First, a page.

As the Brahmin was walking along in search of a child to adopt. The first child he came across was a baby mongoose. He took it with love and brought it home and put it in her lap. He said here is your son. His wife was very happy, she started to raise the mongoose like her own son. The wife cared for the mongoose day and night like her own son, feeding and loving the mongoose. Her dedication and love to the mongoose did not go unnoticed. The gods blessed her with her own son after nine months. She raised both the mongoose and her son equally.
One day she put her son in the cot and asked the mongoose brother to look after him whilst she went to get water. The mongoose nodded obediently. While she was away, a snake entered the house, and started to slither towards the baby. The mongoose knew that the snake would attack and kill his baby brother. The mongoose started fighting with the snake and they were exhausted. The mongoose shredded the snake to pieces. He was covered in the snake’s blood.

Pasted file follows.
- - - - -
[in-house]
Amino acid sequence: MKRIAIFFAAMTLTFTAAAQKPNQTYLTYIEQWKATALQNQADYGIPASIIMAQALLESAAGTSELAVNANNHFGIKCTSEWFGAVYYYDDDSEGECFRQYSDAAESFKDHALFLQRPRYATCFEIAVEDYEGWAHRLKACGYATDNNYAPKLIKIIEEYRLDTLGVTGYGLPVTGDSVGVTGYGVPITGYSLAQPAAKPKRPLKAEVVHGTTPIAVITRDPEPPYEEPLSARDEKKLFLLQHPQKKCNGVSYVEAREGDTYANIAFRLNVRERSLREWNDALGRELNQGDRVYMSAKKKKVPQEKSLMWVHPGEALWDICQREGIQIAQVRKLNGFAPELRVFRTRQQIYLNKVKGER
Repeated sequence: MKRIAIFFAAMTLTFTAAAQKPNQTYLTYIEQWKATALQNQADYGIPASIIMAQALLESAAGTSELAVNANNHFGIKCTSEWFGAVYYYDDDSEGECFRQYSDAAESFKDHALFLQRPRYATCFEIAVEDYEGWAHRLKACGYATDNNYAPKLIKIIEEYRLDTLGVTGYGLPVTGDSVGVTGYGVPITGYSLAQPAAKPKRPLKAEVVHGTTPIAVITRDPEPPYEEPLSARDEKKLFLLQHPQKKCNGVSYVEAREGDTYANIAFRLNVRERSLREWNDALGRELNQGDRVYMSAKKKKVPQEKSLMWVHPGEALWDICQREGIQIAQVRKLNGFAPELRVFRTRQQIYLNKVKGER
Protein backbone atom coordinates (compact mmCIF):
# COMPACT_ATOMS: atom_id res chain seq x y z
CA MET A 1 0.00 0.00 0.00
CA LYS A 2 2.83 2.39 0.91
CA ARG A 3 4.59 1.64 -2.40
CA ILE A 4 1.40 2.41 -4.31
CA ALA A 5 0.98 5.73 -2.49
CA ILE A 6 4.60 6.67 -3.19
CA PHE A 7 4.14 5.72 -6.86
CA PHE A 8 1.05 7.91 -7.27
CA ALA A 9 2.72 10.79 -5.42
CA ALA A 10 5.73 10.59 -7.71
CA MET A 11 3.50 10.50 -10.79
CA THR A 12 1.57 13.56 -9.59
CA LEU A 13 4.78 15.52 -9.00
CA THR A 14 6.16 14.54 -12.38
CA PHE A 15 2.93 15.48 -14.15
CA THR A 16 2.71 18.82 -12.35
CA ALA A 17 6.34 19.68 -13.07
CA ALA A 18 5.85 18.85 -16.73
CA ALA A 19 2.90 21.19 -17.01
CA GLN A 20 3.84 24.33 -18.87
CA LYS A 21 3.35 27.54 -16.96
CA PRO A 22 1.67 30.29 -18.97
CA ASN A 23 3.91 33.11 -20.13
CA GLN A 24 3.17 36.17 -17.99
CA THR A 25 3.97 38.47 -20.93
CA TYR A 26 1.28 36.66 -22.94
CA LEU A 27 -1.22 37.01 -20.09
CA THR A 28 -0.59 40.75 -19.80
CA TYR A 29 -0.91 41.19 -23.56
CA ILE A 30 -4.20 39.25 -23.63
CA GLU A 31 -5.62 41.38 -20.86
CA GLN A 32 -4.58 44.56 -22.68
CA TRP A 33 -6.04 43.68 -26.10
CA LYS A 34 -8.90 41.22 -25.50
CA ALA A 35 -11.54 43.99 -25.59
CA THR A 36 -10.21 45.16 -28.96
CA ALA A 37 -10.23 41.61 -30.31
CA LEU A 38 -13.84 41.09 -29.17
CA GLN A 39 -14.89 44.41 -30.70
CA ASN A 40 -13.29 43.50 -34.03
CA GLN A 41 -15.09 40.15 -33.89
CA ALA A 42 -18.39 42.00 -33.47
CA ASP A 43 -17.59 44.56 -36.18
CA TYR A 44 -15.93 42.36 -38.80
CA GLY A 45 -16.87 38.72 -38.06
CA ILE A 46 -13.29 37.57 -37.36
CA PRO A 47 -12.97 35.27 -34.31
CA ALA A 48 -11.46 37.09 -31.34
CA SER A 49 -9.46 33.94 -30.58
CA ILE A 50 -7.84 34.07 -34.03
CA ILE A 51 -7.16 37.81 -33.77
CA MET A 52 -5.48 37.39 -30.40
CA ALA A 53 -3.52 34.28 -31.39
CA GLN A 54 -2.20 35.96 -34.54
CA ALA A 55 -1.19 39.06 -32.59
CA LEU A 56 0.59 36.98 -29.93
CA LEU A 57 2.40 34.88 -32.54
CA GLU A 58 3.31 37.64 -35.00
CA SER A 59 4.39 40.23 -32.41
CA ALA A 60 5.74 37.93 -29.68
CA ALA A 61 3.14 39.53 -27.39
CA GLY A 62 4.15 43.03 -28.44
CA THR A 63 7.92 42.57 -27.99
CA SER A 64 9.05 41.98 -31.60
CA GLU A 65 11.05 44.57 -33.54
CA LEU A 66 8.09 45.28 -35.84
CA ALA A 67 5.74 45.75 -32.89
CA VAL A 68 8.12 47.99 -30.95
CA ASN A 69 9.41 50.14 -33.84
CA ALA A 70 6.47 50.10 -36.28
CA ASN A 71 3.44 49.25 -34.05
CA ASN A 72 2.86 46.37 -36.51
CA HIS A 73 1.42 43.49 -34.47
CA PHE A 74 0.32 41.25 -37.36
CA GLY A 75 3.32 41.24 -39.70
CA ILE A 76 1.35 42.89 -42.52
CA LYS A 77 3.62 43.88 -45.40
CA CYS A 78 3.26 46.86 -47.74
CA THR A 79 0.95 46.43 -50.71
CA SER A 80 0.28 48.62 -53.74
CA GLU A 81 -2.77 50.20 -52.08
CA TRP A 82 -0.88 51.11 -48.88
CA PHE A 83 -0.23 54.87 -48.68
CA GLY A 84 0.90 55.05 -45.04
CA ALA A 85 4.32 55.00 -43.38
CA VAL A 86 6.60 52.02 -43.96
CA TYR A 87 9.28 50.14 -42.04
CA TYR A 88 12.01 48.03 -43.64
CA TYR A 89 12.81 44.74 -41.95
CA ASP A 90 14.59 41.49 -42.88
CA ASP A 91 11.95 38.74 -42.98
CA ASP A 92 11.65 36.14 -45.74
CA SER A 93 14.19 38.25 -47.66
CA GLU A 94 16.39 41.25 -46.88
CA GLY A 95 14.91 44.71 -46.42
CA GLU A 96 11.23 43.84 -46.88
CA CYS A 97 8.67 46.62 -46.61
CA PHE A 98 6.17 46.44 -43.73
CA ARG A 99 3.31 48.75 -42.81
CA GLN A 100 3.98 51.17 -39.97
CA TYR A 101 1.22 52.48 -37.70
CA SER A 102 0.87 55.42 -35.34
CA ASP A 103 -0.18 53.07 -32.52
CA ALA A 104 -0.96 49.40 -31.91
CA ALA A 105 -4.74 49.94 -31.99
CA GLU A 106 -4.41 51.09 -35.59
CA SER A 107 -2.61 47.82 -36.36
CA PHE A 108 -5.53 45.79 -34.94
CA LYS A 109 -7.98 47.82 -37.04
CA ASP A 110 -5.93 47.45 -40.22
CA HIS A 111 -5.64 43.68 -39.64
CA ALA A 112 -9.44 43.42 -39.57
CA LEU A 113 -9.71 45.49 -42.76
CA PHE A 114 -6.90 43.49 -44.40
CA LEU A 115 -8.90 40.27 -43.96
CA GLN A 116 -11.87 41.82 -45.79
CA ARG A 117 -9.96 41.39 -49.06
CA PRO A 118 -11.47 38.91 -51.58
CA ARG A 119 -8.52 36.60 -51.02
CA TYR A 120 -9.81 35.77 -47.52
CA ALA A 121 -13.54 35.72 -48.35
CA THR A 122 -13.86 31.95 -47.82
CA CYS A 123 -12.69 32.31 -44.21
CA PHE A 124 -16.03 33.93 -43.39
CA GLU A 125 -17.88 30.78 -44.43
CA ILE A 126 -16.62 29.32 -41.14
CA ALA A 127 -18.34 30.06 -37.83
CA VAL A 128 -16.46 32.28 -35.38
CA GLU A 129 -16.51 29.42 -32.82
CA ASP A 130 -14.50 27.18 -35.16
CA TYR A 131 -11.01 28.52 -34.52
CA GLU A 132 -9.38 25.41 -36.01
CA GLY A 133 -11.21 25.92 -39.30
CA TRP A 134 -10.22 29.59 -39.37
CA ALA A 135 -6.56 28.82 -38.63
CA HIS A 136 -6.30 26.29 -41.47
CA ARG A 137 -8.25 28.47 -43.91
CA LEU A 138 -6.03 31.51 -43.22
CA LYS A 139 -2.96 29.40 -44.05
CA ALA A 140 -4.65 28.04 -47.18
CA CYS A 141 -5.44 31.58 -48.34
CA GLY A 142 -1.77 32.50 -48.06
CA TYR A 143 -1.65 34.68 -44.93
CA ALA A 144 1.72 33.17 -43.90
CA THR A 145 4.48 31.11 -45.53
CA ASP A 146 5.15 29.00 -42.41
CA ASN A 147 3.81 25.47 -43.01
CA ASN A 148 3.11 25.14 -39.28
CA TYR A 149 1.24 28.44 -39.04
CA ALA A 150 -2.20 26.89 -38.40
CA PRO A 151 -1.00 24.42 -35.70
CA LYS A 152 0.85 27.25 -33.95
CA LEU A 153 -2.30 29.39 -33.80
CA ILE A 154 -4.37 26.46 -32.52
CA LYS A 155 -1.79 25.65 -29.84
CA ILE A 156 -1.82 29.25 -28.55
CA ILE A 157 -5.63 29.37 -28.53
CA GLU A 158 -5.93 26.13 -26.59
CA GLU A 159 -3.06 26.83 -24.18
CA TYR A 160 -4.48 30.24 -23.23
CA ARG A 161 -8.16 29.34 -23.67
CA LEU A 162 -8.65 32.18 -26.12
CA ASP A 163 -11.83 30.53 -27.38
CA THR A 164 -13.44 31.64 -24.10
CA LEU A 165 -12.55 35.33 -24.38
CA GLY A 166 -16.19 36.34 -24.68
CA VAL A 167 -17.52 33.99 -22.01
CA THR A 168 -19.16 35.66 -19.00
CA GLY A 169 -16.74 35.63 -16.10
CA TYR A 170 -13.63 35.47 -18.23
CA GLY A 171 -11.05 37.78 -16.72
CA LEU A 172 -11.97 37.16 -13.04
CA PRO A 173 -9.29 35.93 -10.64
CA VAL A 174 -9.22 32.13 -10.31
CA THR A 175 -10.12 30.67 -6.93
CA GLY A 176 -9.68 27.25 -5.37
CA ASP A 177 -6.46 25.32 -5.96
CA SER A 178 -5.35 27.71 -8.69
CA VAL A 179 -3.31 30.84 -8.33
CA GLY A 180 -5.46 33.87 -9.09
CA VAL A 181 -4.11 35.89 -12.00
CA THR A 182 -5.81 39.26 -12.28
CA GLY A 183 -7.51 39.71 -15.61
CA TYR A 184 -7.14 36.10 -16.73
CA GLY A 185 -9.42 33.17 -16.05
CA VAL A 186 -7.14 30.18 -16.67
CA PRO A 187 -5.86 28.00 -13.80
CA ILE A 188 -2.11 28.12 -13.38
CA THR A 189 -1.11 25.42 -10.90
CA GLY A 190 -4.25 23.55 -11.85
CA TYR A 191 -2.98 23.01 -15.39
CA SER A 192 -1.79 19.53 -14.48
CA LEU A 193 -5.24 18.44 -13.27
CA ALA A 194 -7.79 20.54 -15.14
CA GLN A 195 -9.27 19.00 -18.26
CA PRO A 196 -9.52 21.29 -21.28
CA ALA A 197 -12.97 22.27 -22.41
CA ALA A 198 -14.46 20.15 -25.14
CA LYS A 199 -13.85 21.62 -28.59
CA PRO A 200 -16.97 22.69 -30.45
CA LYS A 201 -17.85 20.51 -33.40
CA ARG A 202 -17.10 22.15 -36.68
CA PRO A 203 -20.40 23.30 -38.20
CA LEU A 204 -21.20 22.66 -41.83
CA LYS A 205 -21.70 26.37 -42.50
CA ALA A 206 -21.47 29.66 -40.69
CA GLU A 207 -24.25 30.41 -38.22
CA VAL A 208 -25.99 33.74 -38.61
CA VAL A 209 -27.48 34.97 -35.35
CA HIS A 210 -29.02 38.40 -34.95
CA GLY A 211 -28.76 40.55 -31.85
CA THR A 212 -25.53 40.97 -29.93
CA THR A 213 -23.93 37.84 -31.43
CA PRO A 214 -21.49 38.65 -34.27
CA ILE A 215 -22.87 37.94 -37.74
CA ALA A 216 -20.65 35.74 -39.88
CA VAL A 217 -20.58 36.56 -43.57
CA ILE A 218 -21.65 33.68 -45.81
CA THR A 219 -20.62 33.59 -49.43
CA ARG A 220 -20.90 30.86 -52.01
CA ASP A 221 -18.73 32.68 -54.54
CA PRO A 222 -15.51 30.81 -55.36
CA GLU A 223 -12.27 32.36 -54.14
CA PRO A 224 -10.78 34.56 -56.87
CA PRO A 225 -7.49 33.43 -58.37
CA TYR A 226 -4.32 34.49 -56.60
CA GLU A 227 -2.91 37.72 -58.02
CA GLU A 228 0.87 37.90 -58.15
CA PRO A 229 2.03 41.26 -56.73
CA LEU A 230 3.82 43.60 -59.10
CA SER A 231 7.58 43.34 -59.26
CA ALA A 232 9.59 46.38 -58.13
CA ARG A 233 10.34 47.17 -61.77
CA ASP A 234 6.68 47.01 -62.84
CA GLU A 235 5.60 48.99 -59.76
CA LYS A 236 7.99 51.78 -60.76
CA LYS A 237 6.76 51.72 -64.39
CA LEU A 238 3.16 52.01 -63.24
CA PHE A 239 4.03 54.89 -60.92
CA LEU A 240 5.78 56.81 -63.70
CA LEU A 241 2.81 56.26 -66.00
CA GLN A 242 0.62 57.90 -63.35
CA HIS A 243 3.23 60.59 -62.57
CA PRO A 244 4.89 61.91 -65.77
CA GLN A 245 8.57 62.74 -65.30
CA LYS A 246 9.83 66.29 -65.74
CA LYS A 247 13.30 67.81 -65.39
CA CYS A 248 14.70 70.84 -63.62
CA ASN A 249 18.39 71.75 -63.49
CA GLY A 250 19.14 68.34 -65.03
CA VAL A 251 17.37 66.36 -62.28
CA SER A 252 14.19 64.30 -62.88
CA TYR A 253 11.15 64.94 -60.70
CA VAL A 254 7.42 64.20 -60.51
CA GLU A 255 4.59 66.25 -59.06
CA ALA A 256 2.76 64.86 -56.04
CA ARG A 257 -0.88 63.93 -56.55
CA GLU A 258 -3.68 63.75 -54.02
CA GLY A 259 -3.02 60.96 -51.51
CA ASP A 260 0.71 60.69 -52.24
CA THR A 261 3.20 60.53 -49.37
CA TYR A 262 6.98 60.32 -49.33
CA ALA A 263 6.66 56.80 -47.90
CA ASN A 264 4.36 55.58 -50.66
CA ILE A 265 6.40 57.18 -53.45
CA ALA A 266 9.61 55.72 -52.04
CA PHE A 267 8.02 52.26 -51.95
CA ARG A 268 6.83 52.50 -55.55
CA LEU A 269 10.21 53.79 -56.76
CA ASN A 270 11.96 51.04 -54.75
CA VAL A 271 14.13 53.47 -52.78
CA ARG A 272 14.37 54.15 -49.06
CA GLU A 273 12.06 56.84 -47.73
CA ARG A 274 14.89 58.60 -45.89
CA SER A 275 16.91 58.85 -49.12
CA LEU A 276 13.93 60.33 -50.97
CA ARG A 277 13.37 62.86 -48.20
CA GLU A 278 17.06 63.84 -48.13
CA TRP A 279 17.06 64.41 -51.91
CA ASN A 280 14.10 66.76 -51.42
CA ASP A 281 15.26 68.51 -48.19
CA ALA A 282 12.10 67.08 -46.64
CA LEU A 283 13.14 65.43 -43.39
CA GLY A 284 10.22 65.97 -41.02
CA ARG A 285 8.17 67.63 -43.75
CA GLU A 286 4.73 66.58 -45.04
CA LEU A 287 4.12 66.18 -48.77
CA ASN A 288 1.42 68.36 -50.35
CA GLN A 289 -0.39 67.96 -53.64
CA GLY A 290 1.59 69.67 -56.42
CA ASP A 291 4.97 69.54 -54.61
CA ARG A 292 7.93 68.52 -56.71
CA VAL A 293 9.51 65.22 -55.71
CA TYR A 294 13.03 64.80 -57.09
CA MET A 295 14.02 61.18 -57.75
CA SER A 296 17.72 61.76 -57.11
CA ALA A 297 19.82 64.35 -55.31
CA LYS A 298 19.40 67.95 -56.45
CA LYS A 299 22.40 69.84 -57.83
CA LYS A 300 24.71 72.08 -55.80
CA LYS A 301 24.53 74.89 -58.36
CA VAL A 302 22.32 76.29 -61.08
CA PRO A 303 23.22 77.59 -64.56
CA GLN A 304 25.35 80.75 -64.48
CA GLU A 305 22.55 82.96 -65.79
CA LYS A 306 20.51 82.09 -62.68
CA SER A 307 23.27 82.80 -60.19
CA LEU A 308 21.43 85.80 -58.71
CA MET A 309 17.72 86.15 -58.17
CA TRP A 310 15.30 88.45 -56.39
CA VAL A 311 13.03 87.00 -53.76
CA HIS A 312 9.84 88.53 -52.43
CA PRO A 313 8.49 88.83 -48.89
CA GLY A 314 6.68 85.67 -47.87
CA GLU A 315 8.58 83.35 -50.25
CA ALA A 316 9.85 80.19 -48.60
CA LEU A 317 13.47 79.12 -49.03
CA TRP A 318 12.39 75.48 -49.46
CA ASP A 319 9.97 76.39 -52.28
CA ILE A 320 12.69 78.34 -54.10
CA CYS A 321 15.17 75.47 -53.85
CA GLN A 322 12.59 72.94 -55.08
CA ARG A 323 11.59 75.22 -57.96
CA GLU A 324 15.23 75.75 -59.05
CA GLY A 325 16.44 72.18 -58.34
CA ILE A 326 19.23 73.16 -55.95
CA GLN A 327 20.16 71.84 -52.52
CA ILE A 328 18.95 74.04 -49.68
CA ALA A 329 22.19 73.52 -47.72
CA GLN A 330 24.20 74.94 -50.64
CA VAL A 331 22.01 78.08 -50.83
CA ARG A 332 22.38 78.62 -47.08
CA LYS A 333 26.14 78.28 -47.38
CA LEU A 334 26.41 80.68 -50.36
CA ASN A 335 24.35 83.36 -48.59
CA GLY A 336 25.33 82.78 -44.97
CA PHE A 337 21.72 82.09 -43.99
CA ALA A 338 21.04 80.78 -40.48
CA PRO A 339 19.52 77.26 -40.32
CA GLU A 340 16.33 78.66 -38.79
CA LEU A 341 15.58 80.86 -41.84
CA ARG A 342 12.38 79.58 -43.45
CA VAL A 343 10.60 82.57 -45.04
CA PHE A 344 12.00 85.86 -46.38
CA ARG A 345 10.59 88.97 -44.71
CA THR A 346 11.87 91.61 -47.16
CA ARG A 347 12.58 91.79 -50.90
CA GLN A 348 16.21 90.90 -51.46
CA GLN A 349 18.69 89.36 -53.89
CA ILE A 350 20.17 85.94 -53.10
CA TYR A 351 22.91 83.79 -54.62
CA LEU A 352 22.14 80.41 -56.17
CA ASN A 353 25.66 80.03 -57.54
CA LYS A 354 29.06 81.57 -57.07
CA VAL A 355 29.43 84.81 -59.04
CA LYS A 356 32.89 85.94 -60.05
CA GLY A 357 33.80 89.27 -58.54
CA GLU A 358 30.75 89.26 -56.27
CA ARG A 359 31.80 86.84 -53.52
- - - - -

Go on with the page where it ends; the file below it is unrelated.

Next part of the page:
The mongoose felt that he had been very brave saving his brother. He thought, ‘Let me greet mother on the way home, and tell her that I saved my baby brother from a snake’. He thought his mother would be very happy. From afar the mother saw the mongoose’s face covered in blood and instantly thought he had attacked the baby. The mongoose son came close to his mother, she threw the clay pot full of water on the mongoose. The mongoose’s back broke, and she ran home. The mongoose dragged himself into the kitchen and hid in the buttermilk pot. When she entered the room the baby was laughing, happily playing in the cot. She deeply regretted her actions and wondered where the mongoose had gone, she wondered if she will ever see him again. She was so upset and cried looking for her mongoose son. She was exhausted and fell asleep for a little while, even her husband the Brahmin was very annoyed with her. He told her that what has happened has happened and we cannot change things.